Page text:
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Web genomics exposes ethics gaps

While connecting SNPs to playful traits such as curly hair and optimism, 23andMe reveals loopholes in the regulation of genomics research

Amy Maxmen
With contributions from 9,000 web-savvy customers, the personal genetics company linkurl:23andMe;https://www.23andme.com/ has linked a suite of genes to eight rather playful traits, such as the ability to smell post-asparagus pee or the tendency to sneeze in sunlight. But in getting linkurl:the results published;http://www.plosgenetics.org/article/info%3Adoi%2F10.1371%2Fjournal.pgen.1000993 today (June 24) in PLoS Genetics, they unintentionally illuminated an ungoverned landscape of human genetics research.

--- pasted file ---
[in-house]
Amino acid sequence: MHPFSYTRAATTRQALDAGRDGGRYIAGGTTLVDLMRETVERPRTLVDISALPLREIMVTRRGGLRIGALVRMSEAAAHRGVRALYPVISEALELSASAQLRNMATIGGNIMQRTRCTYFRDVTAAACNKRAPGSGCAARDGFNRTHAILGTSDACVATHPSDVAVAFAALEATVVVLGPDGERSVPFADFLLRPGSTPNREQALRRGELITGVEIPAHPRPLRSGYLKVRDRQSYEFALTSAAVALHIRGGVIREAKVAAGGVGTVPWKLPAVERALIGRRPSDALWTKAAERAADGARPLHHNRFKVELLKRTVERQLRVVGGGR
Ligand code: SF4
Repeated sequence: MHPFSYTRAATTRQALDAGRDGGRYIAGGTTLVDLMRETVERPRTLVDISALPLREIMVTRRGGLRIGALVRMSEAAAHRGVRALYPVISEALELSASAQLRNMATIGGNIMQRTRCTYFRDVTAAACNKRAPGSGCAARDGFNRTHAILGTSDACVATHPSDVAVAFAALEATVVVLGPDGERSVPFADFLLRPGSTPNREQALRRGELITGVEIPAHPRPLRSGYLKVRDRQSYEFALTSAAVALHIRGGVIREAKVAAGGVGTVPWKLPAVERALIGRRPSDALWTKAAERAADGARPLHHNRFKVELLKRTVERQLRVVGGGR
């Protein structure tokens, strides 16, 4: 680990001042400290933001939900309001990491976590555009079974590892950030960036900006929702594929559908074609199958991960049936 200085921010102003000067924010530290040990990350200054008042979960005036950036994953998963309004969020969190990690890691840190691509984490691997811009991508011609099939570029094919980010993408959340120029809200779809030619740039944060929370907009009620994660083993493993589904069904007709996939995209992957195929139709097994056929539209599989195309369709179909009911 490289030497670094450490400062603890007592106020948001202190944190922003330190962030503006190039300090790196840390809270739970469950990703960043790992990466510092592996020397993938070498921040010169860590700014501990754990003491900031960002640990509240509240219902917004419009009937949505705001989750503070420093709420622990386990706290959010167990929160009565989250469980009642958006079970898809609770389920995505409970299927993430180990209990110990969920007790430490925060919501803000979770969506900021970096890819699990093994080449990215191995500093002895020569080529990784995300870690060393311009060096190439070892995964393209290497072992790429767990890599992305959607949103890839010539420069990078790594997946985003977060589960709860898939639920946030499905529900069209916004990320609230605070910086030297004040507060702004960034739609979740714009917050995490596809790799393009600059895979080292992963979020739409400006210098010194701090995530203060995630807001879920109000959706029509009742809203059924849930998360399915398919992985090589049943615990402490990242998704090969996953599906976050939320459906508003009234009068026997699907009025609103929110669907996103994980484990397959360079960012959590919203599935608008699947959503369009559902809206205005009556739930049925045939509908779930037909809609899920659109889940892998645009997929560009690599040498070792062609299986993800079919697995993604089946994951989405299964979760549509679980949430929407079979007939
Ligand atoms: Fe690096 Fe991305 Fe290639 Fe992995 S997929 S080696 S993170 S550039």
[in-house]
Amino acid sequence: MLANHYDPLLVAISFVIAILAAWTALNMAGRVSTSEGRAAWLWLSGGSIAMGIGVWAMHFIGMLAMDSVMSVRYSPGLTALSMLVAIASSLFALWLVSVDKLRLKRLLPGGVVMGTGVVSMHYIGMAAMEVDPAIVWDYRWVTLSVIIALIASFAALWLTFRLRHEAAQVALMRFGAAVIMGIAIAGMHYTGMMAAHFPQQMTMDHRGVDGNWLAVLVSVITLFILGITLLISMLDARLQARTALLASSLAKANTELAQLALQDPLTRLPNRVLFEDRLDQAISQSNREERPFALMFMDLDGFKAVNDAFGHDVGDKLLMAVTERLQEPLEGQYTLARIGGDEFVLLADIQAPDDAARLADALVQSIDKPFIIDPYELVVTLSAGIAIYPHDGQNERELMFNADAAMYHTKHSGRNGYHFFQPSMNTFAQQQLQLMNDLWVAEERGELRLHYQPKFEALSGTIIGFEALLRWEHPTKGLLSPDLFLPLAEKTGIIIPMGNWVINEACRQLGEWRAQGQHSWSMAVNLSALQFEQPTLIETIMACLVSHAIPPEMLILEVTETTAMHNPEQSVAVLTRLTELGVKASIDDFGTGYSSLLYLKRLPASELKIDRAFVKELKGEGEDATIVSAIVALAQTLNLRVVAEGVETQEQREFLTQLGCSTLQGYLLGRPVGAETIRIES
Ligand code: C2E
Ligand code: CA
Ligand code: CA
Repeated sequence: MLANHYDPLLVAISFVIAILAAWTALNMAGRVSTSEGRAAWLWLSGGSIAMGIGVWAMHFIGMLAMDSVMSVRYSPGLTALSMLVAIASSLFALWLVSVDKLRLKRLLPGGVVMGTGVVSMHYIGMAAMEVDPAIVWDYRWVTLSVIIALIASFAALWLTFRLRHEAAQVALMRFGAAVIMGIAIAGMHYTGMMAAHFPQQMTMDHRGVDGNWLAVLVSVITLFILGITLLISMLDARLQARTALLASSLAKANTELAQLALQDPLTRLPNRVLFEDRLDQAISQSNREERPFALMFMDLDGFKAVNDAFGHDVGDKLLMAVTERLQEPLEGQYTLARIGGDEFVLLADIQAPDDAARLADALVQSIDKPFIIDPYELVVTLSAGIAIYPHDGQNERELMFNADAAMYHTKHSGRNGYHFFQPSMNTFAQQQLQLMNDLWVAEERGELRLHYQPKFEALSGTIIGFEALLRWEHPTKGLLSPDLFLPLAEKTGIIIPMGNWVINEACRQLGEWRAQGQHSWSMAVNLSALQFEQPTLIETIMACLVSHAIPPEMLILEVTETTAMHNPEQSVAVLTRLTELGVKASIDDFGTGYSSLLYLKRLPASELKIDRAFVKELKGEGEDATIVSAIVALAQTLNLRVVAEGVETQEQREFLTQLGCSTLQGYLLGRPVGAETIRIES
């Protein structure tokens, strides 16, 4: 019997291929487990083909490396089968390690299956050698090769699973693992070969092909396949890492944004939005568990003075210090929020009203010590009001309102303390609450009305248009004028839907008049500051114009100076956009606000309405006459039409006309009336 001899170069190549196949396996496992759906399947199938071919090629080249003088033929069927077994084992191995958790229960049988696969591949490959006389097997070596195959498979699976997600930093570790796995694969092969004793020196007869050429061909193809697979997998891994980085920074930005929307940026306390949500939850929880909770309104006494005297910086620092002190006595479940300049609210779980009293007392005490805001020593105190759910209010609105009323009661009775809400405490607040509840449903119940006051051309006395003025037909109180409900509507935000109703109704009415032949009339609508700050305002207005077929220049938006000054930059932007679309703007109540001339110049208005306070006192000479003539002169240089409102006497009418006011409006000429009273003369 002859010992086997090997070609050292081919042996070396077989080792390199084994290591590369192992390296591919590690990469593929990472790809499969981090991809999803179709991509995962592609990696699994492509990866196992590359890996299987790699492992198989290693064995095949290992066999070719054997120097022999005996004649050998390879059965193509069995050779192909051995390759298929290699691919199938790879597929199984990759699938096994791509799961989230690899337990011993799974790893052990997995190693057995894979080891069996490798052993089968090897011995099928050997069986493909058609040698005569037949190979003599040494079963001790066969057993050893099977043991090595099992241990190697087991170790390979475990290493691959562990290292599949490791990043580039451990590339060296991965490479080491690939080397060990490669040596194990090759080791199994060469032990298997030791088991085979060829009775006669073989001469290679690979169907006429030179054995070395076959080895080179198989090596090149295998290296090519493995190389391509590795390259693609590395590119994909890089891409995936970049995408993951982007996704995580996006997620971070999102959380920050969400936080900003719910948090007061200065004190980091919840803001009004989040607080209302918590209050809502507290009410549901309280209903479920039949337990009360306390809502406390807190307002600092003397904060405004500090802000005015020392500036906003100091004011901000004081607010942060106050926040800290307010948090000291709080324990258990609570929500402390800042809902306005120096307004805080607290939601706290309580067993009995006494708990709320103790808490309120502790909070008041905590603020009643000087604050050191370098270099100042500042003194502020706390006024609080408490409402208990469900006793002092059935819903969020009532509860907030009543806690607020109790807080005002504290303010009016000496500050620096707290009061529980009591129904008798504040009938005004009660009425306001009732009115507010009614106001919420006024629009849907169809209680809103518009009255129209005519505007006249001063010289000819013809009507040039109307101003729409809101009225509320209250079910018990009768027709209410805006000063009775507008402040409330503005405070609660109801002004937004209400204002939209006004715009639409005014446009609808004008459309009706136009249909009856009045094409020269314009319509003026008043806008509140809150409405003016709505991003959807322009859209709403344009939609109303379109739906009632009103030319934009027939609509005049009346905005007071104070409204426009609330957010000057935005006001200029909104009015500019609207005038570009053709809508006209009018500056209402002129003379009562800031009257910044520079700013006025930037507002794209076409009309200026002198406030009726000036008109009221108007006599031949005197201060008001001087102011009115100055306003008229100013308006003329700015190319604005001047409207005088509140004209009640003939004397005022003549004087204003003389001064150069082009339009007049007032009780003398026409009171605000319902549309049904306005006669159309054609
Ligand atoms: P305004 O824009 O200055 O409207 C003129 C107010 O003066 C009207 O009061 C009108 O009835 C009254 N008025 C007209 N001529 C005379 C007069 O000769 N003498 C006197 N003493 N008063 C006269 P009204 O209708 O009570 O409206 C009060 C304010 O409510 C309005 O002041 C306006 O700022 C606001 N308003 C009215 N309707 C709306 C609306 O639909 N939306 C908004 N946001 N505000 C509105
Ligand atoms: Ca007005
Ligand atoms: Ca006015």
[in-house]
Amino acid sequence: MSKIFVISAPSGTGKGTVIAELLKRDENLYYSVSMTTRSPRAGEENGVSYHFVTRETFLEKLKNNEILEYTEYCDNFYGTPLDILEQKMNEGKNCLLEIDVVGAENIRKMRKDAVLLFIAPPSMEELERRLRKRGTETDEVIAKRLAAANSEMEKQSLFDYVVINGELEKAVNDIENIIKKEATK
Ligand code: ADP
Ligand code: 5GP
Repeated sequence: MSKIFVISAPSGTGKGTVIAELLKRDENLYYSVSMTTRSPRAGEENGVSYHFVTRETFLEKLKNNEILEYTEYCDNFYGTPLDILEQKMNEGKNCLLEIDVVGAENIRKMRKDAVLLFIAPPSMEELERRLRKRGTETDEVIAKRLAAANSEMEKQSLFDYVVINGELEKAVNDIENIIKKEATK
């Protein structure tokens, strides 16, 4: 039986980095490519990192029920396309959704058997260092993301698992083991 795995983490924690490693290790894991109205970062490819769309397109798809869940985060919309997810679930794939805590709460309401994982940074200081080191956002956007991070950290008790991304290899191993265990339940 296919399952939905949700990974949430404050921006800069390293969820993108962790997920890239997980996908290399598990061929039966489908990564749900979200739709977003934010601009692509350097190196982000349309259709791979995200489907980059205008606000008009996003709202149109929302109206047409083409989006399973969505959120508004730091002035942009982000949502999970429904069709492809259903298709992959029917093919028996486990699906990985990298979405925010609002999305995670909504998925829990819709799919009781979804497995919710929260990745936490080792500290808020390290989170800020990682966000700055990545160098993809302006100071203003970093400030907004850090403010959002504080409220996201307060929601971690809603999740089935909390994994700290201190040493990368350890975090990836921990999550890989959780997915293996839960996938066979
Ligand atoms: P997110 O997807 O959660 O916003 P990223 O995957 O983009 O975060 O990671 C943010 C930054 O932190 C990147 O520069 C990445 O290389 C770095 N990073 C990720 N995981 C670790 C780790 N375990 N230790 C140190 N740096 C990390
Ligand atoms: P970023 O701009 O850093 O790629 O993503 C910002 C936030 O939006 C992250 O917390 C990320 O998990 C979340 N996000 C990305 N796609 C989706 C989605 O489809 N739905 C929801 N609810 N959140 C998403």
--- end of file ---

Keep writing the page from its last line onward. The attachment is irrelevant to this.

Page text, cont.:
Saliva collection kit from 23andMe
The study wasn't previewed by a human research ethics committee, but neither the company nor publishers acted illegally. Participants signed a consent form to have their DNA sequenced for $399 (now $499), agreeing that their genetic information could be used for research by 23andMe. And simple questionnaires that customers, including lead author linkurl:Nicholas Eriksson,;http://galton.uchicago.edu/%7Eeriksson/ completed on the company's website were voluntary. "It's actually just fun and addictive to take these surveys," said Eriksson, a statistical geneticist at 23andMe in Mountain View, California.From surveys, the 23andMe...
PLoS GeneticsPLoS GeneticsThe ScientistN. Eriksson et al, "Web-Based, Participant-Driven Studies Yield Novel Genetic Associations for Common Traits," PLoS Genet, 6(6): e1000993. doi:10.1371/journal.pgen.1000993



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